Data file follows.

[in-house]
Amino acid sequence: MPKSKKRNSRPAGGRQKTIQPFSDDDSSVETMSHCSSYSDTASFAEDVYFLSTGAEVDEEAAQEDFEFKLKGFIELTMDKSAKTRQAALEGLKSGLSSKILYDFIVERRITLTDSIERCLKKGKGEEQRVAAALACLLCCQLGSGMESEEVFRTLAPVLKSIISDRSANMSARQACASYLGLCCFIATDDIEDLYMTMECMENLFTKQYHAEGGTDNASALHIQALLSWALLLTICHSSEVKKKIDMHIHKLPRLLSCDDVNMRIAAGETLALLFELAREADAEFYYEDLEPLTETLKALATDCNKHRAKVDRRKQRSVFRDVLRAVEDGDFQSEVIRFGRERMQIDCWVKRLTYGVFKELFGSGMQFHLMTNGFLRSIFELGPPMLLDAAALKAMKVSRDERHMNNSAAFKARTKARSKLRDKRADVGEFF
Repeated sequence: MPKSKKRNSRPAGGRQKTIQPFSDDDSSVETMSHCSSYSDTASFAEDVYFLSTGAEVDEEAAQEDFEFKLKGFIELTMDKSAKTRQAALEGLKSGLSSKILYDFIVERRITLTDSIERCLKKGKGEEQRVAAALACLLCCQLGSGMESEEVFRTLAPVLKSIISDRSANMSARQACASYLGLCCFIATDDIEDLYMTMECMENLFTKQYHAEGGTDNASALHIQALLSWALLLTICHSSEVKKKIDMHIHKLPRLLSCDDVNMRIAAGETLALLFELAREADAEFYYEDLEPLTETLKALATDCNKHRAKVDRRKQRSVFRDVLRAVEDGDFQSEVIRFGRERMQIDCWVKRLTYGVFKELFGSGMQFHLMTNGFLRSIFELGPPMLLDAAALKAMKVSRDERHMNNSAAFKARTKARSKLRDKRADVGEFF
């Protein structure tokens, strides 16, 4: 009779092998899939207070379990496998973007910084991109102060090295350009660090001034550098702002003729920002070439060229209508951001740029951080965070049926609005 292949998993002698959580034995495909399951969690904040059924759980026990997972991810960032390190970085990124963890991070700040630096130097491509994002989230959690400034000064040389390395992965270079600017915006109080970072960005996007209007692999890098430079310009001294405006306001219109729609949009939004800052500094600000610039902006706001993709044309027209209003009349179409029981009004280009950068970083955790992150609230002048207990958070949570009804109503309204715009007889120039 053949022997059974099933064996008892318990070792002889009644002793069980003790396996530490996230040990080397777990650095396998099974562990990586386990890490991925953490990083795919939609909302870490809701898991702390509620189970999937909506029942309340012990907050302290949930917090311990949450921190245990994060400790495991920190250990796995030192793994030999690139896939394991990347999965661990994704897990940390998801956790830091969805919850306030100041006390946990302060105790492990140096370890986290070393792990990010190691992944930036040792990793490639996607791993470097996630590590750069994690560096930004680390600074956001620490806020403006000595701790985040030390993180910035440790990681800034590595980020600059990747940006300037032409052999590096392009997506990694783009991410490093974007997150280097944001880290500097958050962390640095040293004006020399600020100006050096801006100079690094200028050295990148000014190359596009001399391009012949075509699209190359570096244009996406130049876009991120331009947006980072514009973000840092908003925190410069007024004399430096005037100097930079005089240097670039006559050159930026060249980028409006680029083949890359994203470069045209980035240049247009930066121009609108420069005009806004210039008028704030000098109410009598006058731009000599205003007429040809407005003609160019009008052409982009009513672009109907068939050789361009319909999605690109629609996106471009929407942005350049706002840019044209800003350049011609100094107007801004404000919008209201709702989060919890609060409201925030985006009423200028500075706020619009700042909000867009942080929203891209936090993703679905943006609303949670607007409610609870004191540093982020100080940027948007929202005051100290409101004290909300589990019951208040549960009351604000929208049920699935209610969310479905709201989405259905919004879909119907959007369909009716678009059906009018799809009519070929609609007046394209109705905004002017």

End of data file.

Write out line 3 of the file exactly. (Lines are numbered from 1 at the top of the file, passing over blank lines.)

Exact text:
Repeated sequence: MPKSKKRNSRPAGGRQKTIQPFSDDDSSVETMSHCSSYSDTASFAEDVYFLSTGAEVDEEAAQEDFEFKLKGFIELTMDKSAKTRQAALEGLKSGLSSKILYDFIVERRITLTDSIERCLKKGKGEEQRVAAALACLLCCQLGSGMESEEVFRTLAPVLKSIISDRSANMSARQACASYLGLCCFIATDDIEDLYMTMECMENLFTKQYHAEGGTDNASALHIQALLSWALLLTICHSSEVKKKIDMHIHKLPRLLSCDDVNMRIAAGETLALLFELAREADAEFYYEDLEPLTETLKALATDCNKHRAKVDRRKQRSVFRDVLRAVEDGDFQSEVIRFGRERMQIDCWVKRLTYGVFKELFGSGMQFHLMTNGFLRSIFELGPPMLLDAAALKAMKVSRDERHMNNSAAFKARTKARSKLRDKRADVGEFF